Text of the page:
All News (English): two (the same two that we found, as mentioned above)

Broadcast Transcripts: zero

A search of the Factiva database (covering all major English-language newspapers and wire services) found the same results. Peterson commented:
“No mentions in any of the major English-language newspapers or wire services of the fact that someone had revealed the actual Israeli government policy towards the Gaza Palestinians is to force a ‘deliberate reduction’ in their access to the necessities of everyday survival.”
It takes a peculiar form of social malaise for this astonishing media silence to be maintained in ostensibly free societies.

The Fiercely “Independent” BBC

On November 11, an online BBC article reported on the Gaza blockade but made no mention of the released documents. (Jon Donnison, ‘UN: No change in Gaza despite easing of Israel blockade’ BBC news online, November 11, 2010 Last updated at 00:25)

Reporter Jon Donnison wrote:
“The UN says there has been ‘no material change” for people in Gaza since Israel announced it was ‘easing’ its economic blockade of the Palestinian territory.”

Jon Ging, the head of UN operations in Gaza, said few people had noticed any difference:

“There's been no material change for the people on the ground here in terms of their status, the aid dependency, the absence of any recovery or reconstruction, no economy.”

Ging continued:
“The easing, as it was described, has been nothing more than a political easing of the pressure on Israel and Egypt.”

The BBC gave the final word to Yigal Palmor, a spokesman for the Israeli foreign ministry:

“Why is the border blockaded? Because the territory has been overtaken by a declared terror movement."

This assertion that the Gaza blockade is motivated by security concerns went unchallenged.

World News Today, presented by Zeinab Badawi on BBC4, broadcast a piece by Donnison along similar lines to his article. (BBC World News Today, BBC4, Thursday, November 11, 2010, 7pm;)

We wrote to Jon Donnison and asked whether he was aware that the Israeli human rights group Gisha had obtained Israeli government documents confirming that the collective punishment of Gaza is based on politics, not security. We asked him:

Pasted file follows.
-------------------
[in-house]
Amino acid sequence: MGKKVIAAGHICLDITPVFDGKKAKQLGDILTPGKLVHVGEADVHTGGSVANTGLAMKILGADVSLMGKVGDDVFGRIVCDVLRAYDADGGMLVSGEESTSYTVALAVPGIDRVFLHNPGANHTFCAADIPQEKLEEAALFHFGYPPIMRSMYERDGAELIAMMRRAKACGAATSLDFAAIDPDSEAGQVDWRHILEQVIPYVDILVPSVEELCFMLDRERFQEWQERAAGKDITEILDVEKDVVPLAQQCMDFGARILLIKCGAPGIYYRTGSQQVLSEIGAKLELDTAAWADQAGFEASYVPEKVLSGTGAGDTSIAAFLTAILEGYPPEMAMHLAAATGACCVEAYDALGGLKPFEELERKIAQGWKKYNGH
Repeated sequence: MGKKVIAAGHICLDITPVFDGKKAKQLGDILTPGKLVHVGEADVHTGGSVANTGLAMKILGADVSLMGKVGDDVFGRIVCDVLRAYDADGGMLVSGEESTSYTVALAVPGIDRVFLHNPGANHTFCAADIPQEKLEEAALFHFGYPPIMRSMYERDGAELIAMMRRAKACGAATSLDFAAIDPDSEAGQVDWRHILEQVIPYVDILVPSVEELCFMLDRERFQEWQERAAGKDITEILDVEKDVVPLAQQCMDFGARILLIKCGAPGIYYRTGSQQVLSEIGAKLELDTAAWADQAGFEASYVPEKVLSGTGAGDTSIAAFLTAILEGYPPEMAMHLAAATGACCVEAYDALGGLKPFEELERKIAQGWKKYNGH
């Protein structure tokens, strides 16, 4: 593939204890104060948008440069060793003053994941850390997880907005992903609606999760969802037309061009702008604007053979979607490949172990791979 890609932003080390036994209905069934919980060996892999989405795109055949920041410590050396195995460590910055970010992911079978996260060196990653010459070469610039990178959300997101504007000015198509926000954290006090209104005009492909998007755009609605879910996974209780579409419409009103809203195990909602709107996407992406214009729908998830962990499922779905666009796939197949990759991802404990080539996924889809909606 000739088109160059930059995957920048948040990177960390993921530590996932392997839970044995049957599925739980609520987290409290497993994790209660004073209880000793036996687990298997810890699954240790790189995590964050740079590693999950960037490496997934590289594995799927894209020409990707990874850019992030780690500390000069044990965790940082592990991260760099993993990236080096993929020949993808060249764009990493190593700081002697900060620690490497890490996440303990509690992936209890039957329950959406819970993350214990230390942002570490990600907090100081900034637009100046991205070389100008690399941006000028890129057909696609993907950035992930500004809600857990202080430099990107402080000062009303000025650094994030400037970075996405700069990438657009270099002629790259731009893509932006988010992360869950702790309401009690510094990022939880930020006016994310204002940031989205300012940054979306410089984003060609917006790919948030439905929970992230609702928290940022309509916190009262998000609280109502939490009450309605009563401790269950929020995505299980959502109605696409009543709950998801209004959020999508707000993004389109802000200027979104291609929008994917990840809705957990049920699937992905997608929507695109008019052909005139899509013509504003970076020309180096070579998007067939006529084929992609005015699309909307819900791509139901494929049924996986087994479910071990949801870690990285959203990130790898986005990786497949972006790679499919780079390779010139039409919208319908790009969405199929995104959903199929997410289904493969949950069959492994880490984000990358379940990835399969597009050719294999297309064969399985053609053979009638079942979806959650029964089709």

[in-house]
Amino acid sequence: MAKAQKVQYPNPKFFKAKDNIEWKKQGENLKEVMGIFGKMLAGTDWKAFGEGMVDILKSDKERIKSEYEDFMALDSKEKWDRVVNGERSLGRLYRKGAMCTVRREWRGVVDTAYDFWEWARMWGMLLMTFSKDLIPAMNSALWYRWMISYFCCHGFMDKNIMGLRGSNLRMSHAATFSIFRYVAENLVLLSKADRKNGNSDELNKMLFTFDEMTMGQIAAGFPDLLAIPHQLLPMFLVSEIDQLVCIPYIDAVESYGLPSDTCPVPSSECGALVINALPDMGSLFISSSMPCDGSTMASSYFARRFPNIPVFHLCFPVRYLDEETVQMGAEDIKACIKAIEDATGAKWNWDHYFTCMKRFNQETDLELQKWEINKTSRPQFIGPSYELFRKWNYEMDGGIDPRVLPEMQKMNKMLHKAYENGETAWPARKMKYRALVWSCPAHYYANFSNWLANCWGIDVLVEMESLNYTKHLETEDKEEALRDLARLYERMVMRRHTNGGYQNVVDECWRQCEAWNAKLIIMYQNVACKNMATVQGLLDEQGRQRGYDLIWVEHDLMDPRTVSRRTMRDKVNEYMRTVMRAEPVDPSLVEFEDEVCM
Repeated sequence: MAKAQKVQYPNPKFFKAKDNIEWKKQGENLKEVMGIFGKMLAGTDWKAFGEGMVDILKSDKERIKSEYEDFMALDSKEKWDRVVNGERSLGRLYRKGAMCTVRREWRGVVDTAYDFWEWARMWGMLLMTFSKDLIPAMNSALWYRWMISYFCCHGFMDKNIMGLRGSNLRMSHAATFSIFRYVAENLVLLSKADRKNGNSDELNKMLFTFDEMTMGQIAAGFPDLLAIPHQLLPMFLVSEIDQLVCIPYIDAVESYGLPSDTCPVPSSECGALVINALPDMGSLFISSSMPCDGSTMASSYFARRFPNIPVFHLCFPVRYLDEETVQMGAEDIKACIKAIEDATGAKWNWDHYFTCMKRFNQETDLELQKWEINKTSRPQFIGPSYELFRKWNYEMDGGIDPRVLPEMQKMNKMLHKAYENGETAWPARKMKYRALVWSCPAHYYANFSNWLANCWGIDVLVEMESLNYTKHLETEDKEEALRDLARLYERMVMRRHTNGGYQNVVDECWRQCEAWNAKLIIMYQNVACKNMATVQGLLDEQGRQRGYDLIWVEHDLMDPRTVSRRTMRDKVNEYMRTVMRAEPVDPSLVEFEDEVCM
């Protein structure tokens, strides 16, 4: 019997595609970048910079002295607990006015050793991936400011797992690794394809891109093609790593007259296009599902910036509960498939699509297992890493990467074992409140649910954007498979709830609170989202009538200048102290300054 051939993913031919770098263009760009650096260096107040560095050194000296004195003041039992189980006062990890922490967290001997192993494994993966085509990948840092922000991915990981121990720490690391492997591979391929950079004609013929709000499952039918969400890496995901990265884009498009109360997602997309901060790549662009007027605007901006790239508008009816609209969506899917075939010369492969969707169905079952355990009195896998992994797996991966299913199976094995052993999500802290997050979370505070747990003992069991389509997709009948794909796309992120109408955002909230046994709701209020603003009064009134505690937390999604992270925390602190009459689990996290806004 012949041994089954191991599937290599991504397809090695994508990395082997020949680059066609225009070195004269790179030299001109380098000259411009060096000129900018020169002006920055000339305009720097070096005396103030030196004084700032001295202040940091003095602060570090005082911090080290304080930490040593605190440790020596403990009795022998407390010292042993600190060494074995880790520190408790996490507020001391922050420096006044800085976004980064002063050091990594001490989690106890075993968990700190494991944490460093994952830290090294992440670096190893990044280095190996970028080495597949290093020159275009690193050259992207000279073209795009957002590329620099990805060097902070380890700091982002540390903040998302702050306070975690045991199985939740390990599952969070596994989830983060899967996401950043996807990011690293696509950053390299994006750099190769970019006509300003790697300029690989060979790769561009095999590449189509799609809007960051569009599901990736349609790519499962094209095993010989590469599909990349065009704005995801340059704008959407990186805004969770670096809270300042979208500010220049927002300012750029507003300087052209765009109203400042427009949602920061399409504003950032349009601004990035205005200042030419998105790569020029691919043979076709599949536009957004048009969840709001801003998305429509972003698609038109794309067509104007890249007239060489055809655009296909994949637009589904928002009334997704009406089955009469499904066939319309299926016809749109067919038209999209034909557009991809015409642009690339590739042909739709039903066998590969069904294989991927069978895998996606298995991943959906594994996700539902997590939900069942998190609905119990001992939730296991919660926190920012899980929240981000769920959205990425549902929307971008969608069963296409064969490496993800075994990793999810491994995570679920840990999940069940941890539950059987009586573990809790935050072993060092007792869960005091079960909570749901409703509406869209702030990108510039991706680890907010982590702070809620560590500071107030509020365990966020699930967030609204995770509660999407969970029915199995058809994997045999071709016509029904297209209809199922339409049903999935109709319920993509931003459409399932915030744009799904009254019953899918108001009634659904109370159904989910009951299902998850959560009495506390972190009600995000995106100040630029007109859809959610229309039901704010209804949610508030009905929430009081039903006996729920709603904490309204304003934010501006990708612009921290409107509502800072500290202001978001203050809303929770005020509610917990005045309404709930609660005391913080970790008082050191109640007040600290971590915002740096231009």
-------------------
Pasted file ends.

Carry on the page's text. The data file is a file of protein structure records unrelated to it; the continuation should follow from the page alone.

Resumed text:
“Have you reported the release of these documents?
“Will you be pursuing it in a new article?” (Email, November 11, 2010)

We emailed again on November 16 but have received no response to date.

Compare and contrast the BBC’s performance on this story with a new Foreign Office-sponsored piece on the BBC by news presenter Zeinab Badawi:
“Transparency, accountability of government actions is absolutely crucial. And frankly that’s the role of the media. You know, shining a harsh spotlight on truths and sunlight, after all, is a very strong antiseptic, isn’t it?” (‘Zeinab Badawi says freedom of expression is cornerstone of democracy in Britain’, November 5, 2010)
Badawi added that “the BBC’s constitution means that we absolutely, +absolutely+ cherish and protect and fight for our independence. We don't even have an arm's length relationship with the government, we just don’t deal with the government at all.”

Badawi continued the self-adulation:
“It [the BBC] really is a vital, vital tool for the dissemination of information in all sorts of ways. All these things have really served to underscore that freedom of speech that we have in this country. And I suppose the BBC best epitomises that tradition.”

She concluded:

“I'm very proud to be an employee of the BBC.”

SUGGESTED ACTION

The goal of Media Lens is to promote rationality, compassion and respect for others. If you do write to journalists, we strongly urge you to maintain a polite, non-aggressive and non-abusive tone.

Write to Jon Donnison of the BBC Email: jon.donnison@bbc.co.uk

Write to his editors:

Jeremy Bowen, BBC News Middle East editor Email: jeremy.bowen@bbc.co.uk
Steve Herrmann, BBC News online editor Email: steve.herrmann@bbc.co.uk
Write to Zeinab Badawi of the BBC Email: zeinab.badawi@bbc.co.uk

Due to Gisha's Petition: Israel Reveals Documents related to the Gaza Closure Policy